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J Neurophysiol. 1997 May;77(5):2685-96.

Network properties of the dentate gyrus in epileptic rats with hilar neuron loss and granule cell axon reorganization.

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1
Department of Anatomy and Neurobiology, Colorado State University, Fort Collins 80523, USA.

Abstract

Neuron loss in the hilus of the dentate gyrus and granule cell axon reorganization have been proposed as etiologic factors in human temporal lobe epilepsy. To explore these possible epileptogenic mechanisms, electrophysiological and anatomic methods were used to examine the dentate gyrus network in adult rats that had been treated systemically with kainic acid. All kainate-treated rats, but no age-matched vehicle-treated controls, were observed to have spontaneous recurrent motor seizures beginning weeks to months after exposure to kainate. Epileptic kainate-treated rats and control animals were anesthetized for field potential recording from the dentate gyrus in vivo. Epileptic kainate-treated rats displayed spontaneous positivities ("dentate electroencephalographic spikes") with larger amplitude and higher frequency than those in control animals. After electrophysiological recording, rats were perfused and their hippocampi were processed for Nissl and Timm staining. Epileptic kainate-treated rats displayed significant hilar neuron loss and granule cell axon reorganization. It has been hypothesized that hilar neuron loss reduces lateral inhibition in the dentate gyrus, thereby decreasing seizure threshold. To assess lateral inhibition, simultaneous recordings were obtained from the dentate gyrus in different hippocampal lamellae, separated by 1 mm. The perforant path was stimulated with paired-pulse paradigms, and population spike amplitudes were measured. Responses were obtained from one lamella while a recording electrode in a distant lamella leaked saline or the gamma-aminobutyric acid-A receptor antagonist bicuculline. Epileptic kainate-treated and control rats both showed significantly more paired-pulse inhibition when a lateral lamella was hyperexcitable. To assess seizure threshold in the dentate gyrus, two techniques were used. Measurement of stimulus threshold for evoking maximal dentate activation revealed significantly higher thresholds in epileptic kainate-treated rats compared with controls. In contrast, epileptic kainate-treated rats were more likely than controls to discharge spontaneous bursts of population spikes and to display stimulus-triggered afterdischarges when a focal region of the dentate gyrus was disinhibited with bicuculline. These spontaneous bursts and afterdischarges were confined to the disinhibited region and did not spread to other septotemporal levels of the dentate gyrus. Epileptic kainate-treated rats that displayed spontaneous bursts and/or afterdischarges had significantly larger percentages of Timm staining in the granule cell and molecular layers than epileptic kainate-treated rats that failed to show spontaneous bursts or afterdischarges. In summary, this study reveals functional abnormalities in the dentate gyri of epileptic kainate-treated rats; however, lateral inhibition persists, suggesting that vulnerable hilar neurons are not necessary for generating lateral inhibition in the dentate gyrus.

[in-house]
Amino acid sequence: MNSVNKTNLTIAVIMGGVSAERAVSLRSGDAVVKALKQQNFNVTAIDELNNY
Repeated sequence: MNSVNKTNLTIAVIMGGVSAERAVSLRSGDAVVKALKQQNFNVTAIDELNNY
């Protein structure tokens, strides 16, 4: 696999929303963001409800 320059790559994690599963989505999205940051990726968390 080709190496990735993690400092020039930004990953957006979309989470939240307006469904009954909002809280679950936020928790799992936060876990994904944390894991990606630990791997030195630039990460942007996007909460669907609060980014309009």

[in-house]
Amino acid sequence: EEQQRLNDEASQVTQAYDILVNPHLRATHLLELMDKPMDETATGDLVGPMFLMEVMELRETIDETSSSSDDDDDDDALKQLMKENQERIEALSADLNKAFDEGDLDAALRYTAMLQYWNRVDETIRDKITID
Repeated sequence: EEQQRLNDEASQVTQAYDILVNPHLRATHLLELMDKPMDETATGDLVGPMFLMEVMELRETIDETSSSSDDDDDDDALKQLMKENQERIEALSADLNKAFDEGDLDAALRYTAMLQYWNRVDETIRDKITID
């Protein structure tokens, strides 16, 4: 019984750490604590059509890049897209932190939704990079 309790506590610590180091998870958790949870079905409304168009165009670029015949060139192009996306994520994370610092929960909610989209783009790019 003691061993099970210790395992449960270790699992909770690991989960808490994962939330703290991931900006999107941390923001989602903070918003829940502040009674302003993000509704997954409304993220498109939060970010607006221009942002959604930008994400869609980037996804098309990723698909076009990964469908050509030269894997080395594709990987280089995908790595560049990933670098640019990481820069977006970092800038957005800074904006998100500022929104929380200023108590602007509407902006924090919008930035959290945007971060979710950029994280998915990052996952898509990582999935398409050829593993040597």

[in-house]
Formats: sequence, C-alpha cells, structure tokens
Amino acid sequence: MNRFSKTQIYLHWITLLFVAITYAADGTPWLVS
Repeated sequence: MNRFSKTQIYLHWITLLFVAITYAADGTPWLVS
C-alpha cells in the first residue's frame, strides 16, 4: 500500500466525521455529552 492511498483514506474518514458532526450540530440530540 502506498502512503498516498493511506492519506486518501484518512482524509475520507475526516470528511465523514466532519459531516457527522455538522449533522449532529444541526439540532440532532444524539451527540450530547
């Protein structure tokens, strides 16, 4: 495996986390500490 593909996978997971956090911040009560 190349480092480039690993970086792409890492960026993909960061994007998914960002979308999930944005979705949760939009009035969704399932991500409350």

PMID:
9163384
DOI:
10.1152/jn.1997.77.5.2685
[Indexed for MEDLINE]
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